Kenichi Miyazawa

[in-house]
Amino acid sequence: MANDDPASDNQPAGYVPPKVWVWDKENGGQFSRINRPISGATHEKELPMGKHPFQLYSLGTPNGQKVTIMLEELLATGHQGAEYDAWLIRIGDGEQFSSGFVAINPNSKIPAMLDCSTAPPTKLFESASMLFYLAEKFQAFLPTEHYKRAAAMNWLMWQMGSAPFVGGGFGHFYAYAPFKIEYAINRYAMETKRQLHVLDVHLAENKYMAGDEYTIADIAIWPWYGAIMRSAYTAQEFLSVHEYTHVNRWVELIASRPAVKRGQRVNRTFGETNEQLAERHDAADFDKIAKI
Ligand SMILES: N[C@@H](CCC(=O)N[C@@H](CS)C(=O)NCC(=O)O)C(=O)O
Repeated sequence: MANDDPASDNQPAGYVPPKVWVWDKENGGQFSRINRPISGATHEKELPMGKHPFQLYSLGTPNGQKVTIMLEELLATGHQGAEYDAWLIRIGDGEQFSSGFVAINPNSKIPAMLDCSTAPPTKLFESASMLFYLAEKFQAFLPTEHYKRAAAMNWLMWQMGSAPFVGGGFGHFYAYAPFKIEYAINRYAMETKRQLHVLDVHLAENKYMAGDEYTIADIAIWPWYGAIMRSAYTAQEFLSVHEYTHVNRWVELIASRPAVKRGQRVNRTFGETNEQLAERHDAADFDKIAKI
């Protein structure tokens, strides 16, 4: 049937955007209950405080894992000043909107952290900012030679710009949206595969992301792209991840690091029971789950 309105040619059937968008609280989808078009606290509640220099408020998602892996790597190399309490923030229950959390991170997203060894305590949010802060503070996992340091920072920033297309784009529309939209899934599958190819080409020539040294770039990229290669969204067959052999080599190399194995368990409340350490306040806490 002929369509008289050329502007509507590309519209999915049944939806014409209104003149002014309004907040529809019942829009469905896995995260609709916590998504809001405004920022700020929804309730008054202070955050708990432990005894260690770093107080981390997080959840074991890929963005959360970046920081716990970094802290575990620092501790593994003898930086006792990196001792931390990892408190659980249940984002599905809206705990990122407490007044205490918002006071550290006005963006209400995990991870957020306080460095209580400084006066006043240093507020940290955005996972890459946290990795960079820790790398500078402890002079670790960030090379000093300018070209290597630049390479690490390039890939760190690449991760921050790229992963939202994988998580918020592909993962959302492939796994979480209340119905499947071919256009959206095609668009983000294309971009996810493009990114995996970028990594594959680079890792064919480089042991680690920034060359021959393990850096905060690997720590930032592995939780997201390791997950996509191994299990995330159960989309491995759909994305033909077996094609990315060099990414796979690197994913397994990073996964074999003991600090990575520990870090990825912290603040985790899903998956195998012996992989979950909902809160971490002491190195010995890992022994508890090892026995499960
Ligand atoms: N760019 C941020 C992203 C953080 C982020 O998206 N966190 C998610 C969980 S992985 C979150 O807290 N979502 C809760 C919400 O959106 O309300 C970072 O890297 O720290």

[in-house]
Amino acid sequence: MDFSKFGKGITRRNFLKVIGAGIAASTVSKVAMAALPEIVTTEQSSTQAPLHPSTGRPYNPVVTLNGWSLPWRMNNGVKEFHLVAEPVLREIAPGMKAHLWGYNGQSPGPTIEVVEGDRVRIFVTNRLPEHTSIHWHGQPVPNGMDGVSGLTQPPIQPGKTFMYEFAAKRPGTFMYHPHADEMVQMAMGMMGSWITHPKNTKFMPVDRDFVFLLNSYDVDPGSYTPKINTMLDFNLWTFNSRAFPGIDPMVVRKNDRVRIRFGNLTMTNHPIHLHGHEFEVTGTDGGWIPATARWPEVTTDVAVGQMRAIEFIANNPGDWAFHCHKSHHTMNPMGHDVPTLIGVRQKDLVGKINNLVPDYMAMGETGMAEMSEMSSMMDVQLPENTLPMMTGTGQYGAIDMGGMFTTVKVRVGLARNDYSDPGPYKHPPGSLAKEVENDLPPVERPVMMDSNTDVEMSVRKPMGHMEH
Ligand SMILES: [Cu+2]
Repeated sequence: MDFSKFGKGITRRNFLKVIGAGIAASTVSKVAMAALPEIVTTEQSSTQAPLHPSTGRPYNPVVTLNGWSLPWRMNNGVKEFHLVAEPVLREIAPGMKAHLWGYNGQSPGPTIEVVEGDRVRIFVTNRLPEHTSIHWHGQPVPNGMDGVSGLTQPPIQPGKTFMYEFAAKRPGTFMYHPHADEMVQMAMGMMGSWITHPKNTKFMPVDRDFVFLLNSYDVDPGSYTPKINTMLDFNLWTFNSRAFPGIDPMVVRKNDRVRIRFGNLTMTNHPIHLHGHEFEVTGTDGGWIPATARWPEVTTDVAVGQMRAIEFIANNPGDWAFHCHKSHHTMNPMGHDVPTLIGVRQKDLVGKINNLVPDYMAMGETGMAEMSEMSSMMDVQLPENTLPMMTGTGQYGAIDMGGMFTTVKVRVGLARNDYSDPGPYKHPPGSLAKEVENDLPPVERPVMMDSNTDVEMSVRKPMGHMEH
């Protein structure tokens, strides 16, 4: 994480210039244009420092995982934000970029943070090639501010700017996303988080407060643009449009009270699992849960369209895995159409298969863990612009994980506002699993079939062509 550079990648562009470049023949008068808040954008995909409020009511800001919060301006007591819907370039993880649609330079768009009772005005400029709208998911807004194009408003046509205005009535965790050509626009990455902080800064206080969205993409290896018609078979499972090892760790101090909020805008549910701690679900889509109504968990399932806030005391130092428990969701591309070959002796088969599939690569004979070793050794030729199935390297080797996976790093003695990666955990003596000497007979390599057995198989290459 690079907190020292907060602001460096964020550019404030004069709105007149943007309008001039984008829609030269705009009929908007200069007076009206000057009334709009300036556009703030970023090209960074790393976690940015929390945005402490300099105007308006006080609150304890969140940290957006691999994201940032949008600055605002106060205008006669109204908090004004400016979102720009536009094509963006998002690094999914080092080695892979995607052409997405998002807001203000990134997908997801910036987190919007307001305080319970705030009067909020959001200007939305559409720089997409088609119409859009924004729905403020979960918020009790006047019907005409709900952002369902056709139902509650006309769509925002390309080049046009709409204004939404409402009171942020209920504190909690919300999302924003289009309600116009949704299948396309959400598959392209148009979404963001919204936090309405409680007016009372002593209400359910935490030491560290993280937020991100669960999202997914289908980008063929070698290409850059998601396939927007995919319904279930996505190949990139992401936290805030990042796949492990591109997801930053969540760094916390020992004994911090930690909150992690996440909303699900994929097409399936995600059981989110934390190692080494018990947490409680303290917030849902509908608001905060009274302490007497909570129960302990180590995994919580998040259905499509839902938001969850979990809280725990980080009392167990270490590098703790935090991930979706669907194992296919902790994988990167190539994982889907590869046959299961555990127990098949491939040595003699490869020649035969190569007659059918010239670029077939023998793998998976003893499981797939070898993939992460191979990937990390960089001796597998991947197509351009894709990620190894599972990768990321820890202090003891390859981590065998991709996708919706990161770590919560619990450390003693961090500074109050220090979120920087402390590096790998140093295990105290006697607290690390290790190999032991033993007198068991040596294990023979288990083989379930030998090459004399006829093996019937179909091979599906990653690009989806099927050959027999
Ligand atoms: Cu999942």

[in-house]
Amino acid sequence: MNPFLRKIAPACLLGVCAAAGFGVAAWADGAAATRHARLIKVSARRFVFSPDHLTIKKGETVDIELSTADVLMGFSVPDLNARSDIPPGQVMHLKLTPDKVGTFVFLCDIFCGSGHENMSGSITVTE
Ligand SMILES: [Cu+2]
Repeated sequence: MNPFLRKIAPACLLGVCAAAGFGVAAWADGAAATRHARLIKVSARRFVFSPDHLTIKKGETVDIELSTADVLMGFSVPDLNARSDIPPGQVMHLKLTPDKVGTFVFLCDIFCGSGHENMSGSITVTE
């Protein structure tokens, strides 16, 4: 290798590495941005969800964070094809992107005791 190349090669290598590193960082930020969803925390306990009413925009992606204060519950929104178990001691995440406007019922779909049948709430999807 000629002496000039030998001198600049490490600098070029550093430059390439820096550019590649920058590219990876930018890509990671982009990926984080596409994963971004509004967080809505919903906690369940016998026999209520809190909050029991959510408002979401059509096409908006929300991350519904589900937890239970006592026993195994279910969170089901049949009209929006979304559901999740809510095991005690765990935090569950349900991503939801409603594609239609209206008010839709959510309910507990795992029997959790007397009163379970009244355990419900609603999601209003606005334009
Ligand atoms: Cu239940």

Miyazawa finds his creative roots in memories of his father and grandfather, who were both quite fond of carpentry and DIY tools, and often made daily necessities and various objects by themselves. Raised in an environment where he was immersed in things and their making, and where one always made things by oneself (or found unexpected uses for readymade objects,) Miyazawa does not make objects from scratch, rather making pieces in which he reworks found objects and existing film footage. In his daily routine, Miyazawa enjoys strolling to secondhand shops and randomly browsing websites to collect junk objects and images whose origins are no longer identifiable. With his almost fetishistic obsessions with categories like “bootleg figurines” “unknown characters” “low-grade electric appliances,” Miyazawa lets his imagination play with the histories and stories behind those objects, which essentially no one can fully know. It is only then, as Miyazawa dismantles and reassembles their very presence, that “they” are granted for the first time the traces and mood of the past that corresponds to objects that “had once been made by someone (who, possibly, was made to do so), and then consumed and disposed of.” More often than not, “they” are not originally cool and aesthetically significant, but are rather funny and pitiful. Miyazawa appropriates “them”, objects with their own vibrancy, into his own work, lovingly saying “funnier is better”.